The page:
Chernivtsi or Chernivtsi? #russia #ukraine #austria-czech


Steve Stein
 

I’m revisiting a long-standing brick wall. My wife’s grandfather Harry/Hirsch Rosenthal was most likely from “Czernovitz.”

 

Unfortunately, there are two such places, both with Jewish communities, and they are not that far apart (less than 200 miles). There is the big city that before World War I was in Bukovina province of Austria-Hungary, 48°32' N 28°07' E , and there is the smaller town that was in Podolia Guberniya of the Russian Empire, 48°18' N 25°56' E. JewishGen indicates that the latter was known in Yiddish as “Kleyn-Tshernevits.” Since both are now in Ukraine, both are currently spelled the same way, Chernivtsi, according to the JG Communities Database.

If all the paper trail for Harry and his siblings - naturalizations, census records, etc. -  indicate that he was a subject of the Russian Empire before World War I, is there any reason not to believe that he was from the town, as opposed to the much larger city? According to the Communities Database, the city was in  Austria/Bukovina, then Romania, then the USSR after World War II, whereas the town was always Russia/USSR except for a brief period during World War II when it was part of Romania.

If anyone thinks they need the documents to decide, let me know.

Steve Stein
Highland Park, NJ USA


Sherri Bobish
 

Hi Steve,

I searched for ROSENTHAL (soundex search) and town Chernivtsi at The JewishGen Unified Databases, and I found 33 burial records at a cemetery in Chernivtsi on Zelena Street.
Most spelled ROSENTHAL, but a few spelled ROZENTHAL.  Perhaps you will recognize some of the names (there are photos of the stones.)

According to this site: http://iajgscemetery.org/eastern-europe/ukraine/chernivtsi
The cemetery on Zelena Street is at the Chernivtsi at coordinates  48°18' N, 25°56' E.

Also found a testimony of  Rozental' Shmil' Srulevich
which mentions the Chernivtsi at coordinates 48°32' N 28°07' E.

Good luck in your search,

Sherri Bobish

Searching:
RATOWSKY / CHAIMSON (Ariogala, Lith.); LEFFENFELD / FINK / KALTER (Daliowa & Jasliska, Pol.)
BOJDA / BLEIWEISS (Tarnow & Tarnobrzeg, Pol.); WALTZMAN / WALZMAN (Ustrzyki Dolne, Pol.)
LEVY (Tyrawa Woloska, Pol.); SOLON / SOLAN / SOKOLSKY (Grodek, Bialystok, Pol.)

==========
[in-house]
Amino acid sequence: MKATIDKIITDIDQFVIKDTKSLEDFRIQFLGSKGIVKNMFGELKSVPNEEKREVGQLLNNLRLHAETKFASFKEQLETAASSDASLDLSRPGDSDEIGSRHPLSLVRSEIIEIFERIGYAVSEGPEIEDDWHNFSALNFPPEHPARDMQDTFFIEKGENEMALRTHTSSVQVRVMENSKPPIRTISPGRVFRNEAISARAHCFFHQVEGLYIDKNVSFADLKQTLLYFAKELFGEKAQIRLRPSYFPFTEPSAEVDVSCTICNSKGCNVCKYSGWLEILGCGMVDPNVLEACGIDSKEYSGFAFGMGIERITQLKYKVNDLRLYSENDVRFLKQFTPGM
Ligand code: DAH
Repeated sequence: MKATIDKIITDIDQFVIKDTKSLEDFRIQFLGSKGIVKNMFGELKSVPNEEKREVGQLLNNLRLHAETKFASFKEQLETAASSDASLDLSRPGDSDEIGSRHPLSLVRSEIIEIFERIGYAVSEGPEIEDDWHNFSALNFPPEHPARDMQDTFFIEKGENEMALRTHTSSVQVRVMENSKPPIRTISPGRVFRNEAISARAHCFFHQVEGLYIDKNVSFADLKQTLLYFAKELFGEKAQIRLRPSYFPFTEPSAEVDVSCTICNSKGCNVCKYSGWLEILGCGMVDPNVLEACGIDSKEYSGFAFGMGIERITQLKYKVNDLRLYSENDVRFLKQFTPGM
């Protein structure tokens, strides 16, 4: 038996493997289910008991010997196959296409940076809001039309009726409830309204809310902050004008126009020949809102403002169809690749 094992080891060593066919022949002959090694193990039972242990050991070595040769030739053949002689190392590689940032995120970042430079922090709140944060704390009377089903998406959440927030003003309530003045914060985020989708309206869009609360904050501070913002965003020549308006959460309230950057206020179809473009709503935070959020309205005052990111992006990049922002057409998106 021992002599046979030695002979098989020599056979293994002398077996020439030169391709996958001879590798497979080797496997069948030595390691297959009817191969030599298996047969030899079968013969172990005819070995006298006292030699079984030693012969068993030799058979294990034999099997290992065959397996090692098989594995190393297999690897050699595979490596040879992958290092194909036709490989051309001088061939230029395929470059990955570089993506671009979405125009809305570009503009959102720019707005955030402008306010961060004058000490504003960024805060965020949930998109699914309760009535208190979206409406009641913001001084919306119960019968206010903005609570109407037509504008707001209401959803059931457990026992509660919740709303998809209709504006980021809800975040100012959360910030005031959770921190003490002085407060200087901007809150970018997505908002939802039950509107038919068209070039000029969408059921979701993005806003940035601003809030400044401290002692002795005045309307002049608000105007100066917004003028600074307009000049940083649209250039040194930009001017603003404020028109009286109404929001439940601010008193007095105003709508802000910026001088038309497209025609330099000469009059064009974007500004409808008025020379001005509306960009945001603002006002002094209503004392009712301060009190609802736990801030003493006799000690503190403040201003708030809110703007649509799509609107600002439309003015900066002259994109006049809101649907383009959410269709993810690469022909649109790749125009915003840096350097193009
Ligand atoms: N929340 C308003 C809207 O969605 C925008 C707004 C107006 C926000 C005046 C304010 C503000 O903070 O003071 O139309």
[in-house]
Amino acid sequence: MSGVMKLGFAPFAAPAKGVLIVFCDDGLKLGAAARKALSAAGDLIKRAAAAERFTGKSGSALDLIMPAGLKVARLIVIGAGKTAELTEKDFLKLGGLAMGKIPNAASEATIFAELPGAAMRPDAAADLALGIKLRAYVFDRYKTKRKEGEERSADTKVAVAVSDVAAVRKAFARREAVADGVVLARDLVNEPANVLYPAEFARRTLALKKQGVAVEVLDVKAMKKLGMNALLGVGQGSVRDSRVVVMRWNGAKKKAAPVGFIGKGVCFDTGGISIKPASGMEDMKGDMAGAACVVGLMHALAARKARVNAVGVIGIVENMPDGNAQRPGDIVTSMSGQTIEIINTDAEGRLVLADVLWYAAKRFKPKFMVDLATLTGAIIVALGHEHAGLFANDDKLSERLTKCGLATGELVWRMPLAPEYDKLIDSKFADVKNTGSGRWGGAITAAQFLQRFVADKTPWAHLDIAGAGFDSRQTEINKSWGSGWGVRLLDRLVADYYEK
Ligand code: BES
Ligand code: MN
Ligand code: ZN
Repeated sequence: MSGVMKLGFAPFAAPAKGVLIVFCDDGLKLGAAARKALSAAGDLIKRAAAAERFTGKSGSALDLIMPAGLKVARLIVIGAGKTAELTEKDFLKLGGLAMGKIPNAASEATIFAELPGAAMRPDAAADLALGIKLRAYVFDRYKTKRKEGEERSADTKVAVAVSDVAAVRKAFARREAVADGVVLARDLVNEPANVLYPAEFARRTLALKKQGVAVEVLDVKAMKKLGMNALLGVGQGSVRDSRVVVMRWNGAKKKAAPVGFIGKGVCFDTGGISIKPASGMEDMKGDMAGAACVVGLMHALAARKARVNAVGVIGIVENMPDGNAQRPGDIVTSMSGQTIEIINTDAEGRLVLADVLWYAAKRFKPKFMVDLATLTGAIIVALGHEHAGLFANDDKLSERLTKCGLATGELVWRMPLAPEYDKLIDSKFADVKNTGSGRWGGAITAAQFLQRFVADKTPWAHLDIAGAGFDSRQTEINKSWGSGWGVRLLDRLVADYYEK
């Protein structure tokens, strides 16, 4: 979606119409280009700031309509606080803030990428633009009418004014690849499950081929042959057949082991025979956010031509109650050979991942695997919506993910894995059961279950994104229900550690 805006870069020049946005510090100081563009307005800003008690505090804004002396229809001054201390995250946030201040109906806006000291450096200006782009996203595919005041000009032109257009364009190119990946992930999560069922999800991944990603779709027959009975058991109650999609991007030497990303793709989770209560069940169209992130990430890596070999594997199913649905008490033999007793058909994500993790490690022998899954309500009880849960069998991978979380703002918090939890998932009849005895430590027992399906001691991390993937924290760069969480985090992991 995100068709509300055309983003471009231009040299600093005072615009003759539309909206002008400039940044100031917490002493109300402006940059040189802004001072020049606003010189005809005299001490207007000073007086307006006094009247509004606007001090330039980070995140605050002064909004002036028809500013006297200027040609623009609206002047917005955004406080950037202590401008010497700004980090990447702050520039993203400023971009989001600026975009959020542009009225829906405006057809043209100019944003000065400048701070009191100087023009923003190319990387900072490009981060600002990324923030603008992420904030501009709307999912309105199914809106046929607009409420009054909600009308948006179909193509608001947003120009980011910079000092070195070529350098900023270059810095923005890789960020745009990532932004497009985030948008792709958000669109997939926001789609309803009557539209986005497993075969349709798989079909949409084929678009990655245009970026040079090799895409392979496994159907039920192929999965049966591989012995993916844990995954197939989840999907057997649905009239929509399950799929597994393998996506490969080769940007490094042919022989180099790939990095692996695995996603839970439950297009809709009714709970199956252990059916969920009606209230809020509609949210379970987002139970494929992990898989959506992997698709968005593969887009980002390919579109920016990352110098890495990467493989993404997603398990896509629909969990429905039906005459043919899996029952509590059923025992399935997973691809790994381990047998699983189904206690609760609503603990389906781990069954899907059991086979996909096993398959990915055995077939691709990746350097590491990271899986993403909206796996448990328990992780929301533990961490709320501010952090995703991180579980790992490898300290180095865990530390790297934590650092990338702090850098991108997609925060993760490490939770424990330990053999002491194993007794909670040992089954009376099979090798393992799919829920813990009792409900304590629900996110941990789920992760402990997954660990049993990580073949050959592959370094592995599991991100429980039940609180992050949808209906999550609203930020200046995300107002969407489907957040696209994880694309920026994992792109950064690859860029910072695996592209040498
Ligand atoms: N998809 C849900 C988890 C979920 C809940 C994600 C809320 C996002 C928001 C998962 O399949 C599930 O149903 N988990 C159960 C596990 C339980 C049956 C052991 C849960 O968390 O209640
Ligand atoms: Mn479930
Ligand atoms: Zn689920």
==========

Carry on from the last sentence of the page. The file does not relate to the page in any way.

BOBISH / BLUMENKRANZ / APPEL / WEINER / ROSENBERG (Vysoko-Litovsk, Brest, Biala Podlaska)


Steve Stein
 

Sherri,

 

Thanks, but that wasn’t my question. I’m sure there are plenty of Rosenthals everywhere. My question is really which Chernivtsi to pursue, based on the evidence.

 

Steve Stein


Banai Lynn Feldstein
 

Daniel Horowitz had the same issue and I don't know how he determined which one was the correct one for his family, but he then ran an indexing project for one of them for the records microfilmed at FamilySearch, so you can check the database and see if you have matching family in the bigger city.

https://czernowitz.geneasearch.net/
--
Banai Lynn Feldstein
Professional Genealogist
Salt Lake City, Utah
http://idogenealogy.com/
http://geneasearch.net/


Yohanan
 

If your ancestors referred to their origin as Russia in documents prior to WW1 then no doubt that it would be the smaller town from Russia,
because anyone that came from the larger city of Czernovitz, Bokovina  - was a proud Austrian and would never call themselves Russians.
Even during the Romanian time between the wars. 
Unless the documents are from after ww2 when Czernovitz, Bokovina was part of USSR and maybe your ancestors would refer to USSR as Russia. But I doubt it.
--
Yohanan LOEFFLER
Melbourne, Australia

Researching (main surnames):
From Austria, Slovakia: LOFFLER / LEFLER, LEDERER, SCHNEIDER, NATHAN, SEELENFRIED, ZAPPERT.
From Bukowina, Galicia: MINSTER / MUNSTER, NAGEL, SCHERL, IWANIR.
From Poland / Belarus: ALTMAN, KAMINSKY, KAMINKIER, LUBETKIN, SZTARK, YOSELEWICZ, KOSLOWSKI, KRAMARZ, RAUCHFELD.


Aline Petzold
 

I agree with Yohanan's reply to your question.  My Aunt Edith Willig Marcu was born in Chernovitz, (Bukovina) Romania and always professed to be proud of her Austrian origins.  She spoke fluent German as well as Romanian and made dishes with Austrian roots - I remember her delicious Plum Dumplings and her Cherry Soup - dishes that are Austrian rather than typically Romanian. 
Aline Sternberg Petzold, St. Paul MN USA


Susan Watchman
 

My father and his family immigrated to US from Romanian Chernivitsi in 1929. It was definitely populated by Austrian Galicians  and his family had come there from Jagielnica around 1900. It was heavily ethnically German and German speaking among the Jews and German (not Yoddish) was my dad's 1st language . And when they immigrated to US they had to get Romanian citizenship papers first. But that could have been a result of the 1922 and 1924 immigration law change. So I would say if they said they were Russian it was the town not the city. 
--
Susan Watchman
Phoenix, Az